Abstract: This paper investigates the impact of trade barriers such as customs clearance, subjective trade obstacles (customs and trade regulations), and inventory of inputs on the internationalization of enterprises in Southeast Asia and Latin America, using the World Bank's enterprise surveys. Empirical results show a negative association between the internationalization of enterprises and subjective trade obstacles, while the impact of subjective trade obstacles is not significant on enterprises already internationalized. An international comparison between Southeast Asia and Latin America suggests that enterprises in Latin America face unfavorable conditions that discourage them from becoming more closely inserted into international production networks.
    Keywords: Southeast Asia, Latin America, International trade, Exports, Business enterprises, Export propensity, Export intensity, Trade cost, Inventory control
    JEL: F14
    Date: 2014–08
  4. By: Sebastian Galiani; Manuel Puente; Federico Weinschelbaum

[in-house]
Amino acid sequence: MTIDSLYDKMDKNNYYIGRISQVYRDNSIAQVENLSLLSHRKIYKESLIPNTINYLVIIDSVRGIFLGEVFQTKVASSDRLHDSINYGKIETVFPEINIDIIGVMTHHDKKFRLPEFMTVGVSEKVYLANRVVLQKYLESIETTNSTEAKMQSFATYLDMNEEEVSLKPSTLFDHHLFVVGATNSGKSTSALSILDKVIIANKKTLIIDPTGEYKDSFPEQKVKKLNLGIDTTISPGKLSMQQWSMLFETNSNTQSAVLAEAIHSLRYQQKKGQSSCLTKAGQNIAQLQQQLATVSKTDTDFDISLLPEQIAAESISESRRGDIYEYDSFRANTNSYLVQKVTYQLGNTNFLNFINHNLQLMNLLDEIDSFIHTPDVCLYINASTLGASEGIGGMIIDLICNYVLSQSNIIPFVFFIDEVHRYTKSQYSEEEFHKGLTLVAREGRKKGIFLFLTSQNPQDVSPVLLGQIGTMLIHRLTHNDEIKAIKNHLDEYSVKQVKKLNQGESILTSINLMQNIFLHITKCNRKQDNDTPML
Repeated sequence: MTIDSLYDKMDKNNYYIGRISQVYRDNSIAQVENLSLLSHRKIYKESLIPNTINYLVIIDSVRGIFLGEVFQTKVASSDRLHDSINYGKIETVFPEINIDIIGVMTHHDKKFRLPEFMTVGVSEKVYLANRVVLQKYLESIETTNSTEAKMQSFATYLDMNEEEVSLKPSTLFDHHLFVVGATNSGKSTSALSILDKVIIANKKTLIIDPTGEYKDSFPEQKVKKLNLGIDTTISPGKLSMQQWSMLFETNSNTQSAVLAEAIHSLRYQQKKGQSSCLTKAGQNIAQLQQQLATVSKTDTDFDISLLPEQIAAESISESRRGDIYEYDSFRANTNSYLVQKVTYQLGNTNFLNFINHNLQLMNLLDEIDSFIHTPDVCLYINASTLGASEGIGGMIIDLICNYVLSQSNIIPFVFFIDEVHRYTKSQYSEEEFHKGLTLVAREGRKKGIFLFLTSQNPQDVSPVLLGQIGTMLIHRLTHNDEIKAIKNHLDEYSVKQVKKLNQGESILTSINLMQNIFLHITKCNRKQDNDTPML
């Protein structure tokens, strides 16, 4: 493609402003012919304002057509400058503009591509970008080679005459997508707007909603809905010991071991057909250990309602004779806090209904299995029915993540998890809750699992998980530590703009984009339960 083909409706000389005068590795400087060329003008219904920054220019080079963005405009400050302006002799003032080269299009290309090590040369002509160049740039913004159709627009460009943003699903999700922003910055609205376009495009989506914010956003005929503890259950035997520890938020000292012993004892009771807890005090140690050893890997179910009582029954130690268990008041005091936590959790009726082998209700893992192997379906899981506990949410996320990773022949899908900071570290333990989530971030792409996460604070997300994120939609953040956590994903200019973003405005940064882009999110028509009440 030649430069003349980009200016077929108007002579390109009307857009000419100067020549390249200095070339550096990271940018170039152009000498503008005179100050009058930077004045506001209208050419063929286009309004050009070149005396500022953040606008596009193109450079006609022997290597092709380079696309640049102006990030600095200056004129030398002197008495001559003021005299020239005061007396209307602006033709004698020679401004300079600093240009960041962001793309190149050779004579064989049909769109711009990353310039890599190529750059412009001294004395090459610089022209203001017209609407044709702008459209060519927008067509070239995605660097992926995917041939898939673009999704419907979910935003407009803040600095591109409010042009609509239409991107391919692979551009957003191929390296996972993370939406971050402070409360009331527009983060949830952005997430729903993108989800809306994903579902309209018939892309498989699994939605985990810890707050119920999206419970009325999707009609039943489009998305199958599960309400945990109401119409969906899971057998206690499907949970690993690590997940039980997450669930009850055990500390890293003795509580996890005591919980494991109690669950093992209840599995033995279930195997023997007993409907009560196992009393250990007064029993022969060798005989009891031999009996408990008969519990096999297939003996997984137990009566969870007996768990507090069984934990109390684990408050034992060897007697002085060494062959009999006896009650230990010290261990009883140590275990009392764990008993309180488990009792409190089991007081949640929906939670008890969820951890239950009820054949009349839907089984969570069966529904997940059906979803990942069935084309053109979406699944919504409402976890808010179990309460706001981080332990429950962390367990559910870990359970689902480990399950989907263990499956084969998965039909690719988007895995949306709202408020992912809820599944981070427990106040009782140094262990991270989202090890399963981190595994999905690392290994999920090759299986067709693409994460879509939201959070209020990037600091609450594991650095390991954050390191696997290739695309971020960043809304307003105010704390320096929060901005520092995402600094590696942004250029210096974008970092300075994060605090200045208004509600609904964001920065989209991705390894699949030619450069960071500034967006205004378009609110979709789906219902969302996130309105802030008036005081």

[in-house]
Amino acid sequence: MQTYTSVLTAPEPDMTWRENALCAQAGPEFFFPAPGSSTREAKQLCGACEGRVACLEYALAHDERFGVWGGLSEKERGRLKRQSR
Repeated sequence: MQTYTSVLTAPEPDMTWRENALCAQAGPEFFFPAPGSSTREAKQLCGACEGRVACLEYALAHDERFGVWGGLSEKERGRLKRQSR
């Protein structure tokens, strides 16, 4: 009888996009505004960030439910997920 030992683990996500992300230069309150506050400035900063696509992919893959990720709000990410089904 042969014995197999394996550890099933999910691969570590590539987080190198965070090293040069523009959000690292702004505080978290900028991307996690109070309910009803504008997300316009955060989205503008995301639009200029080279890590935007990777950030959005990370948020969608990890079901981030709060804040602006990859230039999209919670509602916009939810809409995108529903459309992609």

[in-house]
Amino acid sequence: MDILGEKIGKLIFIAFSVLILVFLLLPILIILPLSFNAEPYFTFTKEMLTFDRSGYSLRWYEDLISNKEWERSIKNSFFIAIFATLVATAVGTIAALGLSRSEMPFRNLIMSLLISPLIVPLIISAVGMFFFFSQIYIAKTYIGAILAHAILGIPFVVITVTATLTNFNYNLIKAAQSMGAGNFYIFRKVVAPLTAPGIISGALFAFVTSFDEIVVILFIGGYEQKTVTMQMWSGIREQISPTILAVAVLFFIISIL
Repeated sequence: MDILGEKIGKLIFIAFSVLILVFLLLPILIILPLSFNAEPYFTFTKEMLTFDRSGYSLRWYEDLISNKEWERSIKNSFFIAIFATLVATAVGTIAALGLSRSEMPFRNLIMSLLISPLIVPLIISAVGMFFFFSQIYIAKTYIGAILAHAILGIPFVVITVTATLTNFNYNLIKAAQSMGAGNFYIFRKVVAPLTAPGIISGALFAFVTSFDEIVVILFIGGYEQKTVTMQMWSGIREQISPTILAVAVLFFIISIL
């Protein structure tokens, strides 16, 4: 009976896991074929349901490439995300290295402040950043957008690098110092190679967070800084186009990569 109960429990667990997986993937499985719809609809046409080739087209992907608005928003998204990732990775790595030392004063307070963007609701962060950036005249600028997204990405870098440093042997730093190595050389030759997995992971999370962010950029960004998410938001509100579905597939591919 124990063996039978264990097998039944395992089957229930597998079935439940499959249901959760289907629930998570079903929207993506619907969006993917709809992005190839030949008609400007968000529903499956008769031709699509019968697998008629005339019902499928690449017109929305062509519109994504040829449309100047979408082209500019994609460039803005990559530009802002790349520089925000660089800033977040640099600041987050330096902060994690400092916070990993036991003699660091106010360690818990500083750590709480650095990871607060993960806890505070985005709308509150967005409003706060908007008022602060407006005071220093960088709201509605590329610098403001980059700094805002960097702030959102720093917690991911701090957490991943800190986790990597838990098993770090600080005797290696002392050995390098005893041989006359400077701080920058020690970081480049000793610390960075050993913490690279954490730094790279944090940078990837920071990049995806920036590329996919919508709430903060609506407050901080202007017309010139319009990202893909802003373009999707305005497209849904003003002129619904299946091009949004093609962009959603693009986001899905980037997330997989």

Abstract: Latin America has a comparative advantage in deforestation compared to other forms of climate change mitigation. Thus, to the extent that Latin America should engage in mitigation, the optimal climate change policy should manage these advantages by generating incentives in Latin America to deal with forestry. This paper describes the problem of deforestation and studies the market failures that arise in relation to forestry emission problems, analyzing them from a global public good perspective. The paper additionally describes other problems related to forestry emission issues and presents a non-exhaustive review of the solutions currently proposed to address this issue. The paper concludes with policy recommendations.